counterparts in other national governments, “sister city” programs between Chinese cities
and cities abroad, and programs run by international organizations such as the Climate-Smart,
Low-Carbon Cities (CSLCC) program funded by USAID under the US-China Joint Agreement
on Climate Change. Such programs facilitate shared learning on best practices and tools for
promoting low-carbon urban development. Examples include bilateral programs with the
United States, United Kingdom, Germany, Singapore and others, as well as the C40 program
(a network of megacities committed to addressing climate change).12

China’s Alliance for Peaking Pioneer Cities has received considerable attention (and in some
respects falls into all three categories just above). The 13th Five-Year Plan encourages cities to
strive to peak emissions before the national goal of 2030. At least 23 cities and provinces with
27.5% of China’s GDP and 16% of its CO2 emissions are now part of the program.13 


1. Joe Myers, “You knew China’s cities were growing. But the real numbers are stunning,” World Economic Forum
(June 20, 2016), https://www.weforum.org/agenda/2016/06/china-cities-growing-numbers-are-stunning/;
Lang Fang, “The great sprawl of China,” Economist (January 22, 2015), https://www.economist.com/news/

2. State Council, “China unveils landmark urbanization plan,” http://english.gov.cn/policies/policy_watch/2014/08/23/
; Myers, “You knew China’s cities were growing” (June 20, 2016).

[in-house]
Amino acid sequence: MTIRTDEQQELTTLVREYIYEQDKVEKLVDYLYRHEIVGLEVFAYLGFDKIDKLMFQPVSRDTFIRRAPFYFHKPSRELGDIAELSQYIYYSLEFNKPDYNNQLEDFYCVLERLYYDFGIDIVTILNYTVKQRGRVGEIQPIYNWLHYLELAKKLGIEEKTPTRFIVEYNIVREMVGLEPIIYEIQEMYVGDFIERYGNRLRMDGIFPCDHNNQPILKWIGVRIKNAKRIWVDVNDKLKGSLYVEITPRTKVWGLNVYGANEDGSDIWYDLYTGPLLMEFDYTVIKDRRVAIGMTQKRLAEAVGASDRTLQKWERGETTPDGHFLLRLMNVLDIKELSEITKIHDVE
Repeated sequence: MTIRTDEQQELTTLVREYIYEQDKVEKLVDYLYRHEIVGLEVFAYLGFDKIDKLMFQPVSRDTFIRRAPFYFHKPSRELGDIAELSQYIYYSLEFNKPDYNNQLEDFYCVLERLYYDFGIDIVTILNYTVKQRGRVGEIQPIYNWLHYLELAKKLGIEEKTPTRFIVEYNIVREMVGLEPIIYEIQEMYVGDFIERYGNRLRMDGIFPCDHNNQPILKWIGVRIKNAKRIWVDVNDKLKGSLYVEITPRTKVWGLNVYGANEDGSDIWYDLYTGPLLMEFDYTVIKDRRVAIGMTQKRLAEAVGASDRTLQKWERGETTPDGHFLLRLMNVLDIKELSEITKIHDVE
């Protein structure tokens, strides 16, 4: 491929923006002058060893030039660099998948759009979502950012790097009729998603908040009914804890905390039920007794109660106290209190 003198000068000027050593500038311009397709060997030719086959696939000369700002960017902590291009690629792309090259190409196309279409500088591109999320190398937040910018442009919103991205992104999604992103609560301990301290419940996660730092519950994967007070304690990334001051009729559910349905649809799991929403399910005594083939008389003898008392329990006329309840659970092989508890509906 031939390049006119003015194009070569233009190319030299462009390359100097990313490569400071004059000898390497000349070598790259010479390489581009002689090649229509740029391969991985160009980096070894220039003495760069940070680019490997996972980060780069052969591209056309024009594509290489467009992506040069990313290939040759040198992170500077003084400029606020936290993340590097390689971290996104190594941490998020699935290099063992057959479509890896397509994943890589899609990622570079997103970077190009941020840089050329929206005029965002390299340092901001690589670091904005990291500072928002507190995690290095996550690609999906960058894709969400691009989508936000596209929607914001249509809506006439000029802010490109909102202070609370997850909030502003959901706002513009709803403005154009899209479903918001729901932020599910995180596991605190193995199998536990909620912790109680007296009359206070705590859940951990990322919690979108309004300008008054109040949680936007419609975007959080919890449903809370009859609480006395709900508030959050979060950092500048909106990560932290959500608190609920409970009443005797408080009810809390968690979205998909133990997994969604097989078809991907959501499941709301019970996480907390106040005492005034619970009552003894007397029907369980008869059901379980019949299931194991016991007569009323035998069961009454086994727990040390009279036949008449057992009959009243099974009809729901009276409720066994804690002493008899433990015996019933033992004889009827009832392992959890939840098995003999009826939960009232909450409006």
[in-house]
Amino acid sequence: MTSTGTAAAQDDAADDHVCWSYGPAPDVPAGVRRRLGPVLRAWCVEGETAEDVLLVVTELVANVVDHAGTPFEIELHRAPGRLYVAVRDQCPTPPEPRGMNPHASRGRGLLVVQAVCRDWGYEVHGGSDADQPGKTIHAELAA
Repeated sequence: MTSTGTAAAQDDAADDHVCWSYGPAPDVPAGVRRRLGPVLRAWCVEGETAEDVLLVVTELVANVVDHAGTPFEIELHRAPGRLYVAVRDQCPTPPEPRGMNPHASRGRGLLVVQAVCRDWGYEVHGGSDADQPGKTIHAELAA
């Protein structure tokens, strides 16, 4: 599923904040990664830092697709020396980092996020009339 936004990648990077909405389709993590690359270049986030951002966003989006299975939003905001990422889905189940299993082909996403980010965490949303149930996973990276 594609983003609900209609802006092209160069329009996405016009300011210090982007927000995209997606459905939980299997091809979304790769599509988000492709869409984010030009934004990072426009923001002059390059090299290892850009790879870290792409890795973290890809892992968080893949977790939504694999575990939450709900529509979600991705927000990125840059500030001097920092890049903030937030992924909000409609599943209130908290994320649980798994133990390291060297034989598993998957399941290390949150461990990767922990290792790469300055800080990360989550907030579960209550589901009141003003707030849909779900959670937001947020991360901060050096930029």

3. Stephanie Ohshita, Lynn K. Price, Nan Zhou, Nina Khanna, David Fridley and Xu Liu, “The Role of
Chinese Cities in Greenhouse Gas Emission Reduction,” Stockholm Environment Institute (September
2015) at p.4, https://repository.usfca.edu/cgi/viewcontent.cgireferer=https://www.google.com/&httpsredir=1&article=1016&context=envs; Axel Baeumler, Ede Ijjasz-Vasquez and Shomik Mehndiratta, eds. “Sustainable low-carbon city development in China,” World Bank (2012), https://siteresources.worldbank.org/EXTNEWSCHINESE/Resources/3196537-1202098669693/4635541-1335945747603/low_carbon_city_full_en.pdf-Dominik Wiedenhofer, Dabo Guan, Zhu Liu, Jing Meng, Ning Zhang and Yi-Ming Wei, “Unequal household carbon footprints in China,” Nature Climate Change (December 19, 2016), https://scholar.harvard.edu/files/zhu/files/nclimate3165_1.pdf.

4. Zhao, Ruixi, and Yan Li. “Greenhouse Gas Inventory Accounting for Chinese Cities: A Preliminary Study.”
International Review for Spatial Planning and Sustainable Development (2016) at p.101, https://www.jstage.
; Stephanie Ohshit et al., “The Role of Chinese Cities in Greenhouse Gas
Emission Reduction,” Stockholm Environment Institute (September 2015) at p.1, https://www.sei-international.
; Yuli
Shan et al., “CO2 emissions inventory of Chinese cities,” Atmospheric Chemistry and Physics Discussions (March 1,
2016), https://www.atmos-chem-phys-discuss.net/acp-2016-176/acp-2016-176.pdf

5. State Council, “China unveils landmark urbanization plan”; Chris Weller, “Here’s China’s genius plan to move 250 million people from farms to cities,” Business Insider (August 5, 2015), http://www.businessinsider.com/hereschinas-big-plan-to-move-a-population-the-size-of-the-phillippines-from-farms-to-cities-2015-7; Yongyu Shao, “Current State of China’s National New-Type Urbanization Construction and Deployment of New Reinforcement Measures,” One Mizuho,  https://www.mizuhobank.com/fin_info/cndb/economics/monthly/pdf/R512-0091-XF-0105.pdf.